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Sixty years ago, on March 1, 1954, a Japanese fishing boat named Lucky Dragon No. 5 was doused by radioactive fallout from a U.S. hydrogen-bomb test, codenamed Castle Bravo, on Bikini Atoll in the Marshall Islands. Although the bomb was over 1,000 times more powerful than the one dropped on Hiroshima in August 1945, Bravo was just one of 67 nuclear tests the U.S. conducted in that part of the North Pacific between 1946-58, rendering some atolls uninhabitable.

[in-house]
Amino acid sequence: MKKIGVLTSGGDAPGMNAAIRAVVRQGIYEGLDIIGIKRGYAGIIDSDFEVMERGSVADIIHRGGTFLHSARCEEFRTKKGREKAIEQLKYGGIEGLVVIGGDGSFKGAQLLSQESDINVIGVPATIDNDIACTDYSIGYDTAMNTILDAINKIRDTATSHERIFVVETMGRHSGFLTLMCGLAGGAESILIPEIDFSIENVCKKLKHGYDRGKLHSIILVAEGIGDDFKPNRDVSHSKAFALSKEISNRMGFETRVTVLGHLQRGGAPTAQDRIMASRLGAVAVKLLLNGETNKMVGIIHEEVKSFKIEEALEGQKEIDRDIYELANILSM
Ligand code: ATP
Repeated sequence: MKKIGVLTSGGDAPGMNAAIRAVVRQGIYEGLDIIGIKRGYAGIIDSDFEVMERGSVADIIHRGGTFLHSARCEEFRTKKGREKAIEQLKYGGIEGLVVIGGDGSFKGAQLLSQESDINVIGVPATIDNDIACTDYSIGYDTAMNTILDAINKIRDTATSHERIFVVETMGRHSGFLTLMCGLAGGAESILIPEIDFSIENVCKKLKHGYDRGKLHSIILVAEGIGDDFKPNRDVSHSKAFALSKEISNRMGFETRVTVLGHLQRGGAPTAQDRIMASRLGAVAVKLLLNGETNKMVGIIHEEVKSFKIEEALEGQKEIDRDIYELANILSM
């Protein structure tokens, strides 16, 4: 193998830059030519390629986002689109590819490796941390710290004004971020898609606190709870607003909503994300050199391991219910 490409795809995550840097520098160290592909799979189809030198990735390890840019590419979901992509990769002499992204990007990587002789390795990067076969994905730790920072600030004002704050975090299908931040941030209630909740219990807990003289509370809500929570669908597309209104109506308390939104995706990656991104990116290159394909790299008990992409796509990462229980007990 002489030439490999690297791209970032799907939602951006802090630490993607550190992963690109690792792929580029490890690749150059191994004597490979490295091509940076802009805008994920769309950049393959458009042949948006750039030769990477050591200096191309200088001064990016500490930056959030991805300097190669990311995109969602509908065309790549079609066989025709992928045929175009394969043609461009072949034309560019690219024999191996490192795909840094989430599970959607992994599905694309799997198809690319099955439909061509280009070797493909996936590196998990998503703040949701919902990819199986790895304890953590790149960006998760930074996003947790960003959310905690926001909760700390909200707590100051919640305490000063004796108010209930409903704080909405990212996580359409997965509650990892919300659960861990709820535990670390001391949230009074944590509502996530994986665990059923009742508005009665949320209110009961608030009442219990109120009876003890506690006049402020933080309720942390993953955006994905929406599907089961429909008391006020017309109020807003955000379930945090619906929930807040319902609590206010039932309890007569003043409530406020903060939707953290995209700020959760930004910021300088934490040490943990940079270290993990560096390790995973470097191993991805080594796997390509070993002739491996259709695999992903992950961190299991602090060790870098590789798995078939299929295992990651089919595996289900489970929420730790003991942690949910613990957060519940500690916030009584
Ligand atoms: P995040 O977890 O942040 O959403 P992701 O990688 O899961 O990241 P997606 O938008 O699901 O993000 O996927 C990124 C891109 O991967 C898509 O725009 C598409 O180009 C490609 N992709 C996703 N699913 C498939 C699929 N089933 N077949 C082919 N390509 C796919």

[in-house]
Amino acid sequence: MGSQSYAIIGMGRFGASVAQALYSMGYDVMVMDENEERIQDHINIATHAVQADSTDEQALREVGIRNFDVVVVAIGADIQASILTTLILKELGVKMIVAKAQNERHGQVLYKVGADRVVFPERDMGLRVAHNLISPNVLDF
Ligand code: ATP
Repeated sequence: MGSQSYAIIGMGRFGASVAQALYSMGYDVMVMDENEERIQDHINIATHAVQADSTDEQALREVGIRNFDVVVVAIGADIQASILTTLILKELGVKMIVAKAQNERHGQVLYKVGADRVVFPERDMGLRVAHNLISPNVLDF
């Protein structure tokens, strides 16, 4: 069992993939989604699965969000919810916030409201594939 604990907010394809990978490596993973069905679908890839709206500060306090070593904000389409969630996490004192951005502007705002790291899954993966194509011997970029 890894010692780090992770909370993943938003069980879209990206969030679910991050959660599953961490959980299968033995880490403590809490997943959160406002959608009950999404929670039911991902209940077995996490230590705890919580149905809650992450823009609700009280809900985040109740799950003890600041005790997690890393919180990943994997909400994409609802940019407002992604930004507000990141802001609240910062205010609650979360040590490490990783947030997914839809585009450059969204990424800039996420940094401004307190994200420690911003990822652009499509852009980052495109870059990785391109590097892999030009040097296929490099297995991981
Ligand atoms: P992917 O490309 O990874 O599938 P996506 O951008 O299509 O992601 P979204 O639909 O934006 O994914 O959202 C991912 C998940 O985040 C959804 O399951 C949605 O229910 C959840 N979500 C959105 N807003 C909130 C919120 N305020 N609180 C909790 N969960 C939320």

On the morning of the test, the wind blew radioactive fallout onto unlucky islanders, American servicemen and that Japanese boat fishing for tuna 160 km east of the blast site, some 32 km outside the exclusion zone. The crew reported that sandy ash fell onto the vessel for a few hours, and soon after they began to suffer nausea. By the time they returned to their home port of Yaizu in Shizuoka Prefecture on March 14, they had serious symptoms of radiation sickness and were hospitalized in Tokyo. The radio operator died six months later with American doctors insisting fallout was not the cause — a finding that Japanese doctors disputed.

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